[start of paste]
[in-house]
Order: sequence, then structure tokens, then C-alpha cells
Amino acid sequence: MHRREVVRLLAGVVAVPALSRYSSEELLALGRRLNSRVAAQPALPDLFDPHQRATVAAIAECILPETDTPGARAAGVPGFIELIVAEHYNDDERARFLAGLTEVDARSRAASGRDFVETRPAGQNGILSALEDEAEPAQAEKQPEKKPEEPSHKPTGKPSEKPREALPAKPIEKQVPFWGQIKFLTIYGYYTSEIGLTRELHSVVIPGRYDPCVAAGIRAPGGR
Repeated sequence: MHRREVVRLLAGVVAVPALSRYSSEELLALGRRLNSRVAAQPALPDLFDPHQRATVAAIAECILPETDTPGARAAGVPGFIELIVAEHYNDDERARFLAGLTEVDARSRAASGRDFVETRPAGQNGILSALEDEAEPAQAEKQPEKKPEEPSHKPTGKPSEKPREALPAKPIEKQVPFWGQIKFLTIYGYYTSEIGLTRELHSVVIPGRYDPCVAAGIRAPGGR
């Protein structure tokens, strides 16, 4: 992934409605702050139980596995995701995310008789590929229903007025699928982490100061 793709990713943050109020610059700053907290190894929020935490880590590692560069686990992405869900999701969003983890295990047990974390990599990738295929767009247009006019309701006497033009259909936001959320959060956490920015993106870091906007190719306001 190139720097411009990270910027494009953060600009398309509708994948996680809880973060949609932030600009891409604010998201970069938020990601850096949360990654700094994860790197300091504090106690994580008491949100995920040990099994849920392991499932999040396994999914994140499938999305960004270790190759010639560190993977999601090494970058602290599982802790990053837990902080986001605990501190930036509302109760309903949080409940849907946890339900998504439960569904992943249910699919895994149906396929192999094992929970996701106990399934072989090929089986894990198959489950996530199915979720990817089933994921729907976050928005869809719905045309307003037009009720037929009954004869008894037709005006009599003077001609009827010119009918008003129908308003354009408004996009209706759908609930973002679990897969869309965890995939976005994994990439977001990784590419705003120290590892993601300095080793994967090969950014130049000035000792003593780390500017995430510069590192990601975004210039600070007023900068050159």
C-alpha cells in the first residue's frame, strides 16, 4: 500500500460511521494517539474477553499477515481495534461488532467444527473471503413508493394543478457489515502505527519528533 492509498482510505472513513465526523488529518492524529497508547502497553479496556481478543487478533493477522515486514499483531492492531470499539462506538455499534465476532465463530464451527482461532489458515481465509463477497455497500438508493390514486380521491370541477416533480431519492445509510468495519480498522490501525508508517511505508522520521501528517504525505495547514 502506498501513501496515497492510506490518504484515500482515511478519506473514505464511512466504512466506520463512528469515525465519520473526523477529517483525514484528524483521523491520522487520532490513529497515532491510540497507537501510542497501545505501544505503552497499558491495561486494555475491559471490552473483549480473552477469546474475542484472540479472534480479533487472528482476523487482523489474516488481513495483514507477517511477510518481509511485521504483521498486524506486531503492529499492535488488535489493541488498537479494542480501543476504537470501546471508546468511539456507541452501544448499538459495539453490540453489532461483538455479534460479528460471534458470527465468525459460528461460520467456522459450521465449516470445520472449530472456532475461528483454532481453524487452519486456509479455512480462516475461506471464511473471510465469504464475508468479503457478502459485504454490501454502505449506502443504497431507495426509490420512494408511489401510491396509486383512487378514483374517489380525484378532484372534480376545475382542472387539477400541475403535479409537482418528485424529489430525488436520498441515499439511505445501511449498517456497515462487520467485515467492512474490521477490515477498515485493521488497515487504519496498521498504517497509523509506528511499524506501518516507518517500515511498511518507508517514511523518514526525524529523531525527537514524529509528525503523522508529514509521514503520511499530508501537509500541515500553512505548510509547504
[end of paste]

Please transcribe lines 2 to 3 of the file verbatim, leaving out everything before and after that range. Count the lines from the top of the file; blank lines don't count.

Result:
Order: sequence, then structure tokens, then C-alpha cells
Amino acid sequence: MHRREVVRLLAGVVAVPALSRYSSEELLALGRRLNSRVAAQPALPDLFDPHQRATVAAIAECILPETDTPGARAAGVPGFIELIVAEHYNDDERARFLAGLTEVDARSRAASGRDFVETRPAGQNGILSALEDEAEPAQAEKQPEKKPEEPSHKPTGKPSEKPREALPAKPIEKQVPFWGQIKFLTIYGYYTSEIGLTRELHSVVIPGRYDPCVAAGIRAPGGR